- CIKMGeometric Graph Learning for Protein Mutation Effect PredictionKangfei Zhao,
*Yu Rong*, Biaobin Jiang, Jianheng Tang, Hengtong Zhang, Jeffrey Xu Yu, and 1 more author*In Proceedings of the 32nd ACM International Conference on Information and Knowledge Management*, 2023Proteins govern a wide range of biological systems. Evaluating the changes in protein properties upon protein mutation is a fundamental application of protein design, where modeling the 3D protein structure is a principal task for AI-driven computational approaches. Existing deep learning (DL) approaches represent the protein structure as a 3D geometric graph and simplify the graph modeling to different degrees, thereby failing to capture the low-level atom patterns and high-level amino acid patterns simultaneously. In addition, limited training samples with ground truth labels and protein structures further restrict the effectiveness of DL approaches. In this paper, we propose a new graph learning framework, Hierarchical Graph Invariant Network (HGIN), a fine-grained and data-efficient graph neural encoder for encoding protein structures and predicting the mutation effect on protein properties. For fine-grained modeling, HGIN hierarchically models the low-level interactions of atoms and the high-level interactions of amino acid residues by Graph Neural Networks. For data efficiency, HGIN preserves the invariant encoding for atom permutation and coordinate transformation, which is an intrinsic inductive bias of property prediction that bypasses data augmentations. We integrate HGIN into a Siamese network to predict the quantitative effect on protein properties upon mutations. Our approach outperforms 9 state-of-the-art approaches on 3 protein datasets. More inspiringly, when predicting the neutralizing ability of human antibodies against COVID-19 mutant viruses, HGIN achieves an absolute improvement of 0.23 regarding the Spearman coefficient.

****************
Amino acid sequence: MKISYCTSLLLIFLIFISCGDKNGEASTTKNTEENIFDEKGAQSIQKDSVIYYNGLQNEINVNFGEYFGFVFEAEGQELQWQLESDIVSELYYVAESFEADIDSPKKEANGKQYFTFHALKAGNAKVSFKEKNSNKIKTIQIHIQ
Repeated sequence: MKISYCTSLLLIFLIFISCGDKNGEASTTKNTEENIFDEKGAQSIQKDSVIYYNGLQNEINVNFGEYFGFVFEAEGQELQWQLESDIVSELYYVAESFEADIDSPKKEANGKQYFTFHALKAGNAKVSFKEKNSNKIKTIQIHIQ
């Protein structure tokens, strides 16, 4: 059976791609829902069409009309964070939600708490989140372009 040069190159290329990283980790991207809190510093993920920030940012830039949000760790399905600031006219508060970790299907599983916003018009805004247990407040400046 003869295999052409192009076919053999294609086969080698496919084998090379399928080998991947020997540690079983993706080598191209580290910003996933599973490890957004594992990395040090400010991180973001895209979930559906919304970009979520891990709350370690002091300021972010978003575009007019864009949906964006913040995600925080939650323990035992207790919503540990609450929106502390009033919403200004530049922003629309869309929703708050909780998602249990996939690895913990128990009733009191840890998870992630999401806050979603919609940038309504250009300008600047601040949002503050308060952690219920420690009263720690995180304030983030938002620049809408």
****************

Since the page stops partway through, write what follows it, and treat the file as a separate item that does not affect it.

- TKDEFinding Critical Users in Social Communities via Graph ConvolutionsKangfei Zhao, Zhiwei Zhang,